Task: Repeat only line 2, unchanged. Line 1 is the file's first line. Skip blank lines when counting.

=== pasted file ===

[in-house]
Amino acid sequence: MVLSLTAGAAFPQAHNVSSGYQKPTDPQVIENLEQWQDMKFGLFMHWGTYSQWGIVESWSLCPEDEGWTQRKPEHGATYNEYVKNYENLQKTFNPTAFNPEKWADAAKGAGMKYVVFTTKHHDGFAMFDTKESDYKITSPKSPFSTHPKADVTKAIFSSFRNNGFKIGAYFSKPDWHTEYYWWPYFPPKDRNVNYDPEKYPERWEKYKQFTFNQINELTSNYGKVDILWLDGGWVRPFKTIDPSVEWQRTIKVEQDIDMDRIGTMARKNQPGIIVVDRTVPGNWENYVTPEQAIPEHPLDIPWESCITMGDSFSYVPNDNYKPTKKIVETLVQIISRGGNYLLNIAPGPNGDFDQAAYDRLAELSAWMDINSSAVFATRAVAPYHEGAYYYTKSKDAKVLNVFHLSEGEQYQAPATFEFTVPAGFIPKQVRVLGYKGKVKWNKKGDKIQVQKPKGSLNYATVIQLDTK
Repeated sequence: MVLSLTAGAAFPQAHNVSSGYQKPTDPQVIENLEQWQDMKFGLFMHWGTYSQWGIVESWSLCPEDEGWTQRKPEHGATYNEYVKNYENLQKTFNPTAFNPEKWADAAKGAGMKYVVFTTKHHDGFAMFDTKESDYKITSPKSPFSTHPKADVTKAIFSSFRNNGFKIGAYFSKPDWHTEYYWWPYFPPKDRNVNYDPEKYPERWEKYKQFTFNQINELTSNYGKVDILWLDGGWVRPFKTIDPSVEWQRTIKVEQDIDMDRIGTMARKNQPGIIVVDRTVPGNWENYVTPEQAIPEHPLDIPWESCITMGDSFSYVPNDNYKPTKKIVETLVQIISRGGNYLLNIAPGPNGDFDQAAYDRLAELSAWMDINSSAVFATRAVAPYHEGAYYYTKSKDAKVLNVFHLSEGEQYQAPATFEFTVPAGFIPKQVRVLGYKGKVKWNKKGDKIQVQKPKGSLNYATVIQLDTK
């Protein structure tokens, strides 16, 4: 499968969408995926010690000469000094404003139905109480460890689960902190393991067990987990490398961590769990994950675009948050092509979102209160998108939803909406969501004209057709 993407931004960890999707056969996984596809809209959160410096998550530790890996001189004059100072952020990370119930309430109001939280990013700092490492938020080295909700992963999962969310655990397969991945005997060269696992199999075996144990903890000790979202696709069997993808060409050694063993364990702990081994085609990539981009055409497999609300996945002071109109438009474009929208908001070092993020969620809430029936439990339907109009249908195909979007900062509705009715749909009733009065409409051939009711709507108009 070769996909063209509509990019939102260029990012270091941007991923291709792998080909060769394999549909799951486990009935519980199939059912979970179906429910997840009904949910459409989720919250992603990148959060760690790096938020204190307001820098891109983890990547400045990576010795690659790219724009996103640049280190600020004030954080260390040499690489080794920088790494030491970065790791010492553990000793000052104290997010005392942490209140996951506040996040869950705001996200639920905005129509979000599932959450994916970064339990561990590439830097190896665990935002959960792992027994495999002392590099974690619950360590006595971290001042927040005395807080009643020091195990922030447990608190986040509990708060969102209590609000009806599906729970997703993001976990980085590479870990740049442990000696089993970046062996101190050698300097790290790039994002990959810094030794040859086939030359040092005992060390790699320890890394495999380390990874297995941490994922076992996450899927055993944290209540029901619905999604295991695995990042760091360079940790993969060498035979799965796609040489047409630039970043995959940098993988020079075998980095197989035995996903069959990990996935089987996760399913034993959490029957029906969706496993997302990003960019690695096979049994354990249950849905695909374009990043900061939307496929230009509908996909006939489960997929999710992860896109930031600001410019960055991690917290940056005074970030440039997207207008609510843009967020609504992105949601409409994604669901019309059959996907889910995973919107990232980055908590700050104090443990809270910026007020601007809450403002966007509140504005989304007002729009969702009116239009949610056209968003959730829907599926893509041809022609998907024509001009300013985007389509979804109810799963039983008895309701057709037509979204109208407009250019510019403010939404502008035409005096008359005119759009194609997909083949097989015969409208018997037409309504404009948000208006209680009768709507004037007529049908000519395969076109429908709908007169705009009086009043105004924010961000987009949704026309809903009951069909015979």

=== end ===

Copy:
Amino acid sequence: MVLSLTAGAAFPQAHNVSSGYQKPTDPQVIENLEQWQDMKFGLFMHWGTYSQWGIVESWSLCPEDEGWTQRKPEHGATYNEYVKNYENLQKTFNPTAFNPEKWADAAKGAGMKYVVFTTKHHDGFAMFDTKESDYKITSPKSPFSTHPKADVTKAIFSSFRNNGFKIGAYFSKPDWHTEYYWWPYFPPKDRNVNYDPEKYPERWEKYKQFTFNQINELTSNYGKVDILWLDGGWVRPFKTIDPSVEWQRTIKVEQDIDMDRIGTMARKNQPGIIVVDRTVPGNWENYVTPEQAIPEHPLDIPWESCITMGDSFSYVPNDNYKPTKKIVETLVQIISRGGNYLLNIAPGPNGDFDQAAYDRLAELSAWMDINSSAVFATRAVAPYHEGAYYYTKSKDAKVLNVFHLSEGEQYQAPATFEFTVPAGFIPKQVRVLGYKGKVKWNKKGDKIQVQKPKGSLNYATVIQLDTK